Embedding ICT across curriculum subjects

Undoubtedly, the rapid advancement in technology innovations is transforming the classroom and learning environment today. This explosion of new technologies has altered traditional workplaces, communities and classrooms and has made new skills a prerequisite in everyday life.

Students in Ireland must be taught to embrace these new technologies and new ideas. The difficulty for educators is adopting and using technology in education and actually knowing how technology can support student learning and provide them with the necessary 21st century skills. Training and retraining, advice and support are all essential for providing educators with the confidence and skills required in integrating ICT in to curriculum and assessment.

Although the government has acknowledged the importance of technology in education and invested €150m to help bring technology to the classroom – momentum must be kept to support a fundamental change of curriculum. Whiteboards and projectors are not simply going to resolve this issue. Adequate IT training, high-speed Internet and sufficient resources must be made available to support this change.

However, despite the lack of resources available, teachers and schools are taking it upon themselves to experiment and use technology in the classroom. This is evident as the Digital Schools Status continues to grow and each month new schools are awarded with this status. These schools should be applauded for their proactive approach in integrating ICT in to curriculum and assessment. As daunting as ICT can be, not to mention the difficulty of ensuring it adds value to the teaching and learning process, these schools are an inspiration within the school community for helping develop their students ICT literacy.

It is in this context that we have decided to discuss the importance of the e-Learning plan that is now available to download on the NCTE website. This e-Learning planning is part of the whole school planning process as opposed to a separate subject in the curriculum itself. The plan emphasises the importance of principals spearheading the process but the involvement of several stakeholders, including the board of management, teachings staff, support staff, parents and students, is key.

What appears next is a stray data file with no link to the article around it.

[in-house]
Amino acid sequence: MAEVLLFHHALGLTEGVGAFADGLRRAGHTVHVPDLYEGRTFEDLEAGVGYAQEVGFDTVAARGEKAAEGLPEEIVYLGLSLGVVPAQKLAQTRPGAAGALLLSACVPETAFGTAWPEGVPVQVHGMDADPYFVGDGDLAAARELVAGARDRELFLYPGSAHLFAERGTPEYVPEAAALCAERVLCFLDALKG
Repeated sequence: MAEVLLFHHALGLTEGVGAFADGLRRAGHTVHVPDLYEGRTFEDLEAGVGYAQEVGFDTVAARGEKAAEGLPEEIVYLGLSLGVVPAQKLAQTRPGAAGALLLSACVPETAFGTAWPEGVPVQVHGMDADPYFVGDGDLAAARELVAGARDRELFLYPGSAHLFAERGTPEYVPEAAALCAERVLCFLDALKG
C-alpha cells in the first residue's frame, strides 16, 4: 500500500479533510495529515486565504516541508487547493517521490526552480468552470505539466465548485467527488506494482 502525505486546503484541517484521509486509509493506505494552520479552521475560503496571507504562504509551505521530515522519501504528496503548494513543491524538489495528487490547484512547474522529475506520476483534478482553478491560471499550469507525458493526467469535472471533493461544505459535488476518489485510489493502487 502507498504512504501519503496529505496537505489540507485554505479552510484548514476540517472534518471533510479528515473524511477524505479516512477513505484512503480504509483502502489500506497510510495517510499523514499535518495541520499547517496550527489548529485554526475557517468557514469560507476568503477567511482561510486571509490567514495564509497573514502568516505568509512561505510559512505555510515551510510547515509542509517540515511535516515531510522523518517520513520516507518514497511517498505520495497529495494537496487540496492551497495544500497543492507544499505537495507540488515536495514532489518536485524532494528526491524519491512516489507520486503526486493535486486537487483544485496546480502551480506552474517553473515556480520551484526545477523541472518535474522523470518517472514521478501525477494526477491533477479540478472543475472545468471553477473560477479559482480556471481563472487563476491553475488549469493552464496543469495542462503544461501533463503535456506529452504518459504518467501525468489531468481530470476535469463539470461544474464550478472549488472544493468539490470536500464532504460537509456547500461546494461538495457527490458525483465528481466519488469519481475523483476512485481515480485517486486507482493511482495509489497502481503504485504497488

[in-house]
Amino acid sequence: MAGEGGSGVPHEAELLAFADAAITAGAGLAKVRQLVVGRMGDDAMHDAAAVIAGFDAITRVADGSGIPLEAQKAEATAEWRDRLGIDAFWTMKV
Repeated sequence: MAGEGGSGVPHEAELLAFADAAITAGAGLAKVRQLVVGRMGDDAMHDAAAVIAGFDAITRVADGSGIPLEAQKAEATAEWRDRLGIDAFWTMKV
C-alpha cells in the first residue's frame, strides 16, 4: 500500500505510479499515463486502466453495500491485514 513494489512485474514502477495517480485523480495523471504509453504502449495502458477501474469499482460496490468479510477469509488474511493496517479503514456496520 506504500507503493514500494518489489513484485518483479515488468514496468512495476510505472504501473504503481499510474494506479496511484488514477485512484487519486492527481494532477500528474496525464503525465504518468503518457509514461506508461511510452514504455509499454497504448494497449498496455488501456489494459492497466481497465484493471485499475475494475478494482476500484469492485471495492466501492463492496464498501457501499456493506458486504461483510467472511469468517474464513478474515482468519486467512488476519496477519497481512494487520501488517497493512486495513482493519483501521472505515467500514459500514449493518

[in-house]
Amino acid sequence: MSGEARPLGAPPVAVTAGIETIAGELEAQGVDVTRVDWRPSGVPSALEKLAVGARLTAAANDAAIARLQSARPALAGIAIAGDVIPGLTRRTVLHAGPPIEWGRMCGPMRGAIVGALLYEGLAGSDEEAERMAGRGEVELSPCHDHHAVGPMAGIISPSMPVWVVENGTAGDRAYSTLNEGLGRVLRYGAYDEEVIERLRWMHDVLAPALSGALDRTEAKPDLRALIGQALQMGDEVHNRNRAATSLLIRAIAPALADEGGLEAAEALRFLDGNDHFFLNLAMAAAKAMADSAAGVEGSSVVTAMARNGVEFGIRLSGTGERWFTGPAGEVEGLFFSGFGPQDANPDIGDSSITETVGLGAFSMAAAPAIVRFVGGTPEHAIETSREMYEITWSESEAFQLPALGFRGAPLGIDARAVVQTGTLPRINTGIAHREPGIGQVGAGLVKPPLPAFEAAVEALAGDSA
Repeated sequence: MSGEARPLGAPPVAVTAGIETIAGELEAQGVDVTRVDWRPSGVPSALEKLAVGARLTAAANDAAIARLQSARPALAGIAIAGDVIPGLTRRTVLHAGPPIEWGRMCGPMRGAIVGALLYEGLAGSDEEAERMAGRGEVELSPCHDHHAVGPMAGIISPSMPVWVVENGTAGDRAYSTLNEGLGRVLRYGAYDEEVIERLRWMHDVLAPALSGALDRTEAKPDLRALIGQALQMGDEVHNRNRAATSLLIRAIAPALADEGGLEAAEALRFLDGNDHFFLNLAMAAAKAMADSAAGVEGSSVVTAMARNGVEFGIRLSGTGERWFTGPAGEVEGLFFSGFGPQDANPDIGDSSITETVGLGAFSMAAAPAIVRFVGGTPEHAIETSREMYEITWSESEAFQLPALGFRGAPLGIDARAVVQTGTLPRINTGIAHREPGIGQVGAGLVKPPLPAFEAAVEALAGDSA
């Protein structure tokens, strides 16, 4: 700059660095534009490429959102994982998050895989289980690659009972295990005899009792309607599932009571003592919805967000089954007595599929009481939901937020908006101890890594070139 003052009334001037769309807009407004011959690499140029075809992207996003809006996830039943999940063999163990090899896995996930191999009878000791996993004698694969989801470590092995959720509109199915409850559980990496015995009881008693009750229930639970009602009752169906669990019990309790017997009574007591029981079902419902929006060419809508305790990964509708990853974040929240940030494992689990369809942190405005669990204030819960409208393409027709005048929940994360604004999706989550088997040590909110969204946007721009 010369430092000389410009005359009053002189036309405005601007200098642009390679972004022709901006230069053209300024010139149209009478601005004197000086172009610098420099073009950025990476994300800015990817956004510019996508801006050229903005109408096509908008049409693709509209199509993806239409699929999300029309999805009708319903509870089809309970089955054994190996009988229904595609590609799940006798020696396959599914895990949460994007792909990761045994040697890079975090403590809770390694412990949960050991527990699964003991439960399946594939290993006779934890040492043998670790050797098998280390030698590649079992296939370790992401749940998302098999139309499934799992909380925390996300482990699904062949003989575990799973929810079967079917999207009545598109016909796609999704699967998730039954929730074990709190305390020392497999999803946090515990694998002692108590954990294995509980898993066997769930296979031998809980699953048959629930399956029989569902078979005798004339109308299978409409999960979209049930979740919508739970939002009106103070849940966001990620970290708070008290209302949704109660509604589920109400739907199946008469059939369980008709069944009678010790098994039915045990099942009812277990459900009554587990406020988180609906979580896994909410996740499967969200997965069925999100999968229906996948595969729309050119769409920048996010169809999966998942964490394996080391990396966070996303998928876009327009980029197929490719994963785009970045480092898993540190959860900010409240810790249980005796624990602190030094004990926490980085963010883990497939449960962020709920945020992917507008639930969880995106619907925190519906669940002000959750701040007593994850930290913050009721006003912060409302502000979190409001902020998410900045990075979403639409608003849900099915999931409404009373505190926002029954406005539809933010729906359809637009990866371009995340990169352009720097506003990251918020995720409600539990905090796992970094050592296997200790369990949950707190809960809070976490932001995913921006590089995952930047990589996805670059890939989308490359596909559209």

The e-Learning handbook is simple, comprehensive and an easy framework to follow for integrating ICT into learning and teaching in your school. The handbook deals with the planning process in an organised four-step approach:

  1. Review and prioritise
  2. Develop the e-Learning Plan
  3. Implement and monitor the e-Learning Plan
  4. Evaluate the e-Learning Plan

Establish your team, develop your e-Learning vision and get started with your plan. Tools and case studies are available to give schools real life examples of how other schools are integrating ICT into teaching and learning. Examples of your colleague’s activities within subjects can be found on the ACTION website.

Integrating ICT in to your school can be overwhelming at first, especially for those who lack confidence in technology – one piece of advice we would give is take baby steps, share your resources and your knowledge with your colleagues and most importantly, support each other. Why not start this e-Learning roadmap in September and by this time next year you could also achieve the Digital School status!